"Perhaps polar weather is more conducive to high wind speeds," Hansen said.

In all, modifications were seen in about 40 percent of these far-northern monitoring sites over the two-Mars-year period of the study.

http://www.nasa.gov/mission_pages/MRO/news/mro20110203.html

Poland here. My time: GMT + 1h
Writing a book about Mars. Any ideas? Type to me.
I'am an Astrobiology/Biology student.

Phyco

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Re: Base elevation problem - discussion
« Reply #3 on: February 04, 2011, 04:04:13 PM »
He made a nice flat area with his extremely powerful C++ bulldozer

Profit was that bulldozer the one from Avatar as it was a big sucker  :D
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thedubman

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Re: Base elevation problem - discussion
« Reply #4 on: February 04, 2011, 04:05:47 PM »
I would say I would agree with marco, from a gaming sense of view- I could imagine build up of dust/sand jamming up filters and door seals etc maybe enough to block an doorway to some degree I guess it depends on location and ground conditions. So I guess putting up on stilts/legs would be the way forward.

I expect that right now its would be a low priority. But its something to think about even if its just graphically represented (graphics of legs and inbetween the space some mesh etc, maybe).

I would like to imagine the HAB units to be on tracks (like a tank track) or wheels (that can fold up a bit like an aircraft undercarrige) so they could be 'driven' into positon (or towed) hey maybe even driven like a very large remote rover (of course slowly and have to consider what power etc) or automonlosy (spelling!)... might be a nice backstory of how they get there..

Hab units are sent automatically, they drive from 'big base' to pre-organised route, once at destination they arrange themselves near enough for nauts to align and postion up for base build..unpacking and building. The drive time could/would take weeks/months.. be a nice way to explain how they get there.

profit004

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Re: Base elevation problem - discussion
« Reply #5 on: February 04, 2011, 04:27:16 PM »
Spirit got stuck because of soft soil, not a dust storm.   Although soft soil is another reason martian buildings will have long supports probably.

And you can cover 1% of a solar panel with dust and get less than 1% of the full power out of it if you put that dust in the right place.  Solar panels are very susceptible to shadowing with even the shadow of a power line killing the output of an entire panel.


« Last Edit: February 04, 2011, 04:30:33 PM by profit004 »

thedubman

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Re: Base elevation problem - discussion
« Reply #6 on: February 04, 2011, 04:37:55 PM »
Ok that makes sense also..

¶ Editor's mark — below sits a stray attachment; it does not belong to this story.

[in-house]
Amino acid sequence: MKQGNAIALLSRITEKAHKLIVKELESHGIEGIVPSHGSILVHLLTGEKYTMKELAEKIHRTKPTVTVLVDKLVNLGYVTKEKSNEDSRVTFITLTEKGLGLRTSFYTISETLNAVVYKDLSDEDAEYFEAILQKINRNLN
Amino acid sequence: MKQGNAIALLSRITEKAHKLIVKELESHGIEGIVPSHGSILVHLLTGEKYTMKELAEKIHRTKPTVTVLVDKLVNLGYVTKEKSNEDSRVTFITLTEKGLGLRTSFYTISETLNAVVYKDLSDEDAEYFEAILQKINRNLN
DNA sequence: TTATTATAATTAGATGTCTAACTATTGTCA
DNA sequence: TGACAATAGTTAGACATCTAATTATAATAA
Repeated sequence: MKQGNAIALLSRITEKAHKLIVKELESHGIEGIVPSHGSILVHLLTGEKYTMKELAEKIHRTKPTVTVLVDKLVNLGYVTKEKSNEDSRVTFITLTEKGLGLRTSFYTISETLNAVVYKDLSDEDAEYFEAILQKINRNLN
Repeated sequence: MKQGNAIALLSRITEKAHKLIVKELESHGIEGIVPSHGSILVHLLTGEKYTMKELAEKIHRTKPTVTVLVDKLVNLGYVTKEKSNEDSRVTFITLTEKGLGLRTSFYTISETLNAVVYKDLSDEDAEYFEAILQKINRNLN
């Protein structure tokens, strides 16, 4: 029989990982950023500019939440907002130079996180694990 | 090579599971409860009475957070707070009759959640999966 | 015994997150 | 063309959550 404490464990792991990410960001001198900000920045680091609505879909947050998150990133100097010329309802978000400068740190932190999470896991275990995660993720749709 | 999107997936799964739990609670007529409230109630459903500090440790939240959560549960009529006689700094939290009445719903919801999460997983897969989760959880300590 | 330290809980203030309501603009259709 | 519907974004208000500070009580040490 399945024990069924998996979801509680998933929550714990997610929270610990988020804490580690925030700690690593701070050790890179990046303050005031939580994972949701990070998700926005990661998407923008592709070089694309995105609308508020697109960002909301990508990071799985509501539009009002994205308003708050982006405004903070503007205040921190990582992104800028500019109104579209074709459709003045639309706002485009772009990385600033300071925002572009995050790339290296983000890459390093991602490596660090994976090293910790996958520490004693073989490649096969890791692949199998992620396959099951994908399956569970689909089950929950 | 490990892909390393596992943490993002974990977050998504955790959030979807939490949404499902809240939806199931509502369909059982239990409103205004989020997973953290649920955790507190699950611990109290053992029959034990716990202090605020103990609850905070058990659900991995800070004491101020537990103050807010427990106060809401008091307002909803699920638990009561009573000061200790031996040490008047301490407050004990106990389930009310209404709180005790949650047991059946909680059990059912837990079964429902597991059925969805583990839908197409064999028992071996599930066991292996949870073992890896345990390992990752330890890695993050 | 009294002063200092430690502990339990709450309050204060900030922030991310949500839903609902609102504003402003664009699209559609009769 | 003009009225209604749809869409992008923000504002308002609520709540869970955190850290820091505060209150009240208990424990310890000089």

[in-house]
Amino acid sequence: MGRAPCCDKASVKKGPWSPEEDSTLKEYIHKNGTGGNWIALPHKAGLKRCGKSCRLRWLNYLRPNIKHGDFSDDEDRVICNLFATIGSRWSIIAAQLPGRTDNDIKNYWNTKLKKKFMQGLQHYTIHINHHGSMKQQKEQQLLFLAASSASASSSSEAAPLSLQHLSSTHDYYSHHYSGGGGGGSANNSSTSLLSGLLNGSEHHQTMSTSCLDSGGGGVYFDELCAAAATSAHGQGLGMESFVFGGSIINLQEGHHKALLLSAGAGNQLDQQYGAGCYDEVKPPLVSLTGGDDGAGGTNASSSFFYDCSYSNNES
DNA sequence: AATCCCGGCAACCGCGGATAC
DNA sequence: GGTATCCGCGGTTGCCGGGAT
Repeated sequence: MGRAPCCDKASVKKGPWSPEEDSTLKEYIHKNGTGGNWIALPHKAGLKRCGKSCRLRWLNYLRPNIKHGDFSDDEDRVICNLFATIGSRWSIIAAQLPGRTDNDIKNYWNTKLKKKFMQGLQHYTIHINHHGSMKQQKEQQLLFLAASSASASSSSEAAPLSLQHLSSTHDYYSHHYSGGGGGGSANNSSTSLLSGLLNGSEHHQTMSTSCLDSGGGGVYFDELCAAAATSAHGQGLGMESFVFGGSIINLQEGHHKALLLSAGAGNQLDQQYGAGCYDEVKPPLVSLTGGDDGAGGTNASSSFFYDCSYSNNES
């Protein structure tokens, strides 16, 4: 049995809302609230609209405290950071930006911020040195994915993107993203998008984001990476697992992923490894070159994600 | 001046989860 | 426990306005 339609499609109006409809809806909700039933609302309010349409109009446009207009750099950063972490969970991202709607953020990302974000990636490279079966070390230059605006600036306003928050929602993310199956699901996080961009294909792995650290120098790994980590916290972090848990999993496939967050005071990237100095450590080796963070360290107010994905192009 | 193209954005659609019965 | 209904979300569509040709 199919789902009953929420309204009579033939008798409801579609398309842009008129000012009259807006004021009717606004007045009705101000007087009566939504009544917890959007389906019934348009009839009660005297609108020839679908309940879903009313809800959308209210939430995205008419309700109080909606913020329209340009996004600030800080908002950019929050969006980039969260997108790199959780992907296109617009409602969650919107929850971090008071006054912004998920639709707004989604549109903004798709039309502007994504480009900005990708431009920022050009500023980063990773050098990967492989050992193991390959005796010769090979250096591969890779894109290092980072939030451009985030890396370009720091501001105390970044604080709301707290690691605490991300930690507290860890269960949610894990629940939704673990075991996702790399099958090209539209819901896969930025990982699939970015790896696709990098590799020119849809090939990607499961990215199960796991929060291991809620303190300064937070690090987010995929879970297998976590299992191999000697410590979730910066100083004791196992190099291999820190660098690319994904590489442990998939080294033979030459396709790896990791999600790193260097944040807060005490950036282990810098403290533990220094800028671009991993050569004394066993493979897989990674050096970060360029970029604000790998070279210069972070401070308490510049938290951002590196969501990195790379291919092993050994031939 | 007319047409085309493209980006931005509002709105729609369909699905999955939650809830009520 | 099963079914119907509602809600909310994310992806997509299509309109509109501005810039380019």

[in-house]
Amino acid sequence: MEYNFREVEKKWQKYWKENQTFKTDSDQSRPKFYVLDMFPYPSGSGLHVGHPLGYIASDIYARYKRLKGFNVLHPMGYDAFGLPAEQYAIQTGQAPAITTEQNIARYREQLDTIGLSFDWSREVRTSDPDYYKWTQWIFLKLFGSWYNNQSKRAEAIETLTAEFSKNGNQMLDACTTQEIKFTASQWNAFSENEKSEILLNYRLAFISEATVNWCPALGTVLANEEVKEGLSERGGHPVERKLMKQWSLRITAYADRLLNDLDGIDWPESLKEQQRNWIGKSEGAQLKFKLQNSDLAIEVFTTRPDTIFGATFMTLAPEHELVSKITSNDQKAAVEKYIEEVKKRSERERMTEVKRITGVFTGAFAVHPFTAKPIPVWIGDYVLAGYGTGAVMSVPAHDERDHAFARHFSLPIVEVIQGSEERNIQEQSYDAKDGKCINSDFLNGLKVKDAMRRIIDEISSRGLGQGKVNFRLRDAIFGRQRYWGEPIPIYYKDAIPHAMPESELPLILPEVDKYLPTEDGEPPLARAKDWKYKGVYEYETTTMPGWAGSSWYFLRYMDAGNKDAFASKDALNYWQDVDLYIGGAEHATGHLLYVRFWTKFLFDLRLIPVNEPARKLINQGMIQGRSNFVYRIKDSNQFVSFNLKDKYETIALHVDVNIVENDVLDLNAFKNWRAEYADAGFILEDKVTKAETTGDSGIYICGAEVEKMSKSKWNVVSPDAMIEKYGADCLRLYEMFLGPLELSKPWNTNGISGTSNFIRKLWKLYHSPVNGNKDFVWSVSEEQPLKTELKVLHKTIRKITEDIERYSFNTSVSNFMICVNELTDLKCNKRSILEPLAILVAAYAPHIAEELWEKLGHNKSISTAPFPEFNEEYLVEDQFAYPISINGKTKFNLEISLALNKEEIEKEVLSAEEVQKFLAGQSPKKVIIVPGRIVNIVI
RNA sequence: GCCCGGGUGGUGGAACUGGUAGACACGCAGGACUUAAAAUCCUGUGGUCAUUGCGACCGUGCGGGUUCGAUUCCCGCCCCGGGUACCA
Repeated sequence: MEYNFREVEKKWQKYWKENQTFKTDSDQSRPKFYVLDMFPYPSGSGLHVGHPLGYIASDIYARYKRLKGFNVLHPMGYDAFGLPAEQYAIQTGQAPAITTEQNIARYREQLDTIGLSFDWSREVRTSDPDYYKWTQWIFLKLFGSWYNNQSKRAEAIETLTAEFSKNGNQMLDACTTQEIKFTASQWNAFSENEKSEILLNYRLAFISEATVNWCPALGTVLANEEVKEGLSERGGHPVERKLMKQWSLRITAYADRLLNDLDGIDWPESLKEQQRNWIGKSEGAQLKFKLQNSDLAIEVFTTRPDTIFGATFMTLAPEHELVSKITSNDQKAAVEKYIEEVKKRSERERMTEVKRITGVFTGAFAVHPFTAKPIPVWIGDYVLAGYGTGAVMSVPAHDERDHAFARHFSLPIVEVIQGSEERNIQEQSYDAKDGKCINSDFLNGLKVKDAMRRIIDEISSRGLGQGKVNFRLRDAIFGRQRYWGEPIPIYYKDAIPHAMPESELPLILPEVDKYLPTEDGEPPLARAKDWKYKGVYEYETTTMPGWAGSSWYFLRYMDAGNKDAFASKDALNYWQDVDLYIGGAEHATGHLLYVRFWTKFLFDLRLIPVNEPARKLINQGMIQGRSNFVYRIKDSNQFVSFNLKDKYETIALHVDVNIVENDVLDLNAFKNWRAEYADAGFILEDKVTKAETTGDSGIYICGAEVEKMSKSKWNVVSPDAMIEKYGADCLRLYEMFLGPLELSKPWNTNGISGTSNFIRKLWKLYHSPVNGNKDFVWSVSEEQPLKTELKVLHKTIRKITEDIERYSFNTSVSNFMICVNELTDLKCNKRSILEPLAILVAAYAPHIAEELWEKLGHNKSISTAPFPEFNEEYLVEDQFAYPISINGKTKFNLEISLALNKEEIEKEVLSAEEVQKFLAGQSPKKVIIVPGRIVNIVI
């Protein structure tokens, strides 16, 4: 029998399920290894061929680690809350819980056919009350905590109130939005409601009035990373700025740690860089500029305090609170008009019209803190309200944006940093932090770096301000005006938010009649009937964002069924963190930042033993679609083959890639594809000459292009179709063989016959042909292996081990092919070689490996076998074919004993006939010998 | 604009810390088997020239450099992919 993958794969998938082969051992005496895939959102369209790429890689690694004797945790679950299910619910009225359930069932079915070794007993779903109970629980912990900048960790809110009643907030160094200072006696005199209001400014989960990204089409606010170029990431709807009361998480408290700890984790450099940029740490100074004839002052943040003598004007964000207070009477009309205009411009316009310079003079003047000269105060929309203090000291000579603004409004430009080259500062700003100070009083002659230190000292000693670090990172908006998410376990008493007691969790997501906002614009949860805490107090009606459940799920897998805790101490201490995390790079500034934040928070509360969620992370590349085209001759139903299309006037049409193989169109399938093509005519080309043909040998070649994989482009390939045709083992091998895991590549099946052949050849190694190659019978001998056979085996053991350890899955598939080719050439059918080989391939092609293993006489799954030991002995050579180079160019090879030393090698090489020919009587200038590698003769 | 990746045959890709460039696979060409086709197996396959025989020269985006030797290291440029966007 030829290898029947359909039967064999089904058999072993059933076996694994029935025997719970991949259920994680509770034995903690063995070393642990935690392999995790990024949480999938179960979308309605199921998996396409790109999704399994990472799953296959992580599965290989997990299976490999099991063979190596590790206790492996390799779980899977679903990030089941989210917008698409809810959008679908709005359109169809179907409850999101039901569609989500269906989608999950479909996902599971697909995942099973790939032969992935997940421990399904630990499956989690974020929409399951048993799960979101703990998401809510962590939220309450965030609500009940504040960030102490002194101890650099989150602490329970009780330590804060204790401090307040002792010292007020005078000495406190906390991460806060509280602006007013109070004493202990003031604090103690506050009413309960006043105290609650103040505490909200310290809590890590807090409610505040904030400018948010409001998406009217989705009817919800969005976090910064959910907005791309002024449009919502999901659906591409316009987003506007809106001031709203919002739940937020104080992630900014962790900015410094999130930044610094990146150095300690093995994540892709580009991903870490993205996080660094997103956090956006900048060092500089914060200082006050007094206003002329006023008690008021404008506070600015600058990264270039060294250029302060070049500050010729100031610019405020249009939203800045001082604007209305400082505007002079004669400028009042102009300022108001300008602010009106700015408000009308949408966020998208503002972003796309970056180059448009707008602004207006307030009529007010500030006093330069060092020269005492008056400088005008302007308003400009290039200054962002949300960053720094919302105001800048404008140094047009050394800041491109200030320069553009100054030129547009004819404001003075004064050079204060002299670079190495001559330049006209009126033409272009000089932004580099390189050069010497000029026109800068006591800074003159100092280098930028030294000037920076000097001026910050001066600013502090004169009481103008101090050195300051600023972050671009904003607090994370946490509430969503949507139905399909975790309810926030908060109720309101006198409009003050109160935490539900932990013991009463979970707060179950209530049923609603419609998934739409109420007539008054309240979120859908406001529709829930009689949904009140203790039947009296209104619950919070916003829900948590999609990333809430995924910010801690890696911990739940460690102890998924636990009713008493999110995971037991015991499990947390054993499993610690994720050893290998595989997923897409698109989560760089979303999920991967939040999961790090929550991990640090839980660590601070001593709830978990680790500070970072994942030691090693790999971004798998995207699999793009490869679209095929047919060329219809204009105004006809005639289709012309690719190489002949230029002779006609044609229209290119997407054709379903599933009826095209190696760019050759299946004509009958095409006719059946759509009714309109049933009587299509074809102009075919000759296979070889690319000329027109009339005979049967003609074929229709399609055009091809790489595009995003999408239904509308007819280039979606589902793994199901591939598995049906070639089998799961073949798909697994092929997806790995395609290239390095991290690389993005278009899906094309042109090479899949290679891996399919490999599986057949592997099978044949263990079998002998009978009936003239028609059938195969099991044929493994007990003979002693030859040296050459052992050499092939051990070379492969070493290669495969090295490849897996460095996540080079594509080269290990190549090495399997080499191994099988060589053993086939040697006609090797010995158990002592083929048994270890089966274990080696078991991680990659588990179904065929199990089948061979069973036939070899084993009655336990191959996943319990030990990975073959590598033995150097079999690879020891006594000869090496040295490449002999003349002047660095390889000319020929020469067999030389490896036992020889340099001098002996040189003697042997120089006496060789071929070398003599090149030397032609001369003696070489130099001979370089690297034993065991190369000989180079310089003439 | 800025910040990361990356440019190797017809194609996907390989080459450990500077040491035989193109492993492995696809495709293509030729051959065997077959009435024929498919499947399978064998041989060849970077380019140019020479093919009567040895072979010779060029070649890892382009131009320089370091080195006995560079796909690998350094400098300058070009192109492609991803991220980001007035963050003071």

Re: solar panels- I allways wondered in real life terms if you can use 'light collectors' (like a reflective dish) and concentrate light to a solar panel  (imagine an 'ring' or line of reflective dishes, turning with the sun and focusing light on a solar array), and if you could focus light would you get power converted from it? also what would happen with magnified light (if you imagine a magnifing lens and what heat it produces...burn those ants!).

So, would you gain more power conversion from a magnified beam in its area Vs non magnifed light????

thedubman

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Re: Base elevation problem - discussion
« Reply #7 on: February 04, 2011, 04:43:04 PM »
Spirit got stuck because of soft soil, not a dust storm.   Although soft soil is another reason martian buildings will have long supports probably.



How about cenrifugal auger piles (giant screws used for digging larg and deep cylnidrical holes)  on each corner that bury themselves into the soil (which can allow rasing and lowering) water pumped around screw piles sub surface could freeze up allowing support. Heating elements to unfreeze if needed- just a thought.

profit004

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Re: Base elevation problem - discussion
« Reply #8 on: February 04, 2011, 04:53:36 PM »
About the solar panels.. Yes, if you have a concentrator many types of solar panels will produce power on a linear curve with how much light they are receiving.

This actually gets a little crazy with super high efficiency solar cells.   Let me see if I can find a picture...

Hrm.. I cannot But they are impressive, they are a single solar cell with what looks like welding cable strapped to them since they put out such high amperage at about a volt.  They usually need a cooling system as well or it will melt the aluminum or copper wire right off the cell

Here is one actually, this one is made by an Israeli firm.  (GO figure, Israel would want to get off of Arab oil)
http://www.greentechmedia.com/wp-content//uploads/2008/12/azenith.jpg  There is a solar cell in there, and a bunch of cooling to keep things from melting.